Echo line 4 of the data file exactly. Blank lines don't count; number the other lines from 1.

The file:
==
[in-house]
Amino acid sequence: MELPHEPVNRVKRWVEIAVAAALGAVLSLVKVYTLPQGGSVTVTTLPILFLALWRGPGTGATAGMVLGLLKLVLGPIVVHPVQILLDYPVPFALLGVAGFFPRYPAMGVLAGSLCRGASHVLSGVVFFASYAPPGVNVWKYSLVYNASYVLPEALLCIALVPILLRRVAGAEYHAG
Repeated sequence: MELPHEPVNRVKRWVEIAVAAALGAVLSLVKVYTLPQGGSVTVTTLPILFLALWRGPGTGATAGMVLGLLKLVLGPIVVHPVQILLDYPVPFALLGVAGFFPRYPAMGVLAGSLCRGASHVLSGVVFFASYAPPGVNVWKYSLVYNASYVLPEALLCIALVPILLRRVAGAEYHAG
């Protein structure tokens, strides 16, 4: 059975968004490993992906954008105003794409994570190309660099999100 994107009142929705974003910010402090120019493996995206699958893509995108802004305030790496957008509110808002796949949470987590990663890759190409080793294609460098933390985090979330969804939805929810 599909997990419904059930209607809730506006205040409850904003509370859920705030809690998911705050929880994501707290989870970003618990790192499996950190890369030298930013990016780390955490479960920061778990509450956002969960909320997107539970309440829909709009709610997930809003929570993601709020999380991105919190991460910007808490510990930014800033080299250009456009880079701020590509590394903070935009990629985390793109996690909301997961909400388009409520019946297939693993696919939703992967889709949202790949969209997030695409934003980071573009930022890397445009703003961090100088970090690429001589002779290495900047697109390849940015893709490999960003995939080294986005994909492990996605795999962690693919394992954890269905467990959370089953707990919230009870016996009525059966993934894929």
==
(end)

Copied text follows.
């Protein structure tokens, strides 16, 4: 059975968004490993992906954008105003794409994570190309660099999100 994107009142929705974003910010402090120019493996995206699958893509995108802004305030790496957008509110808002796949949470987590990663890759190409080793294609460098933390985090979330969804939805929810 599909997990419904059930209607809730506006205040409850904003509370859920705030809690998911705050929880994501707290989870970003618990790192499996950190890369030298930013990016780390955490479960920061778990509450956002969960909320997107539970309440829909709009709610997930809003929570993601709020999380991105919190991460910007808490510990930014800033080299250009456009880079701020590509590394903070935009990629985390793109996690909301997961909400388009409520019946297939693993696919939703992967889709949202790949969209997030695409934003980071573009930022890397445009703003961090100088970090690429001589002779290495900047697109390849940015893709490999960003995939080294986005994909492990996605795999962690693919394992954890269905467990959370089953707990919230009870016996009525059966993934894929």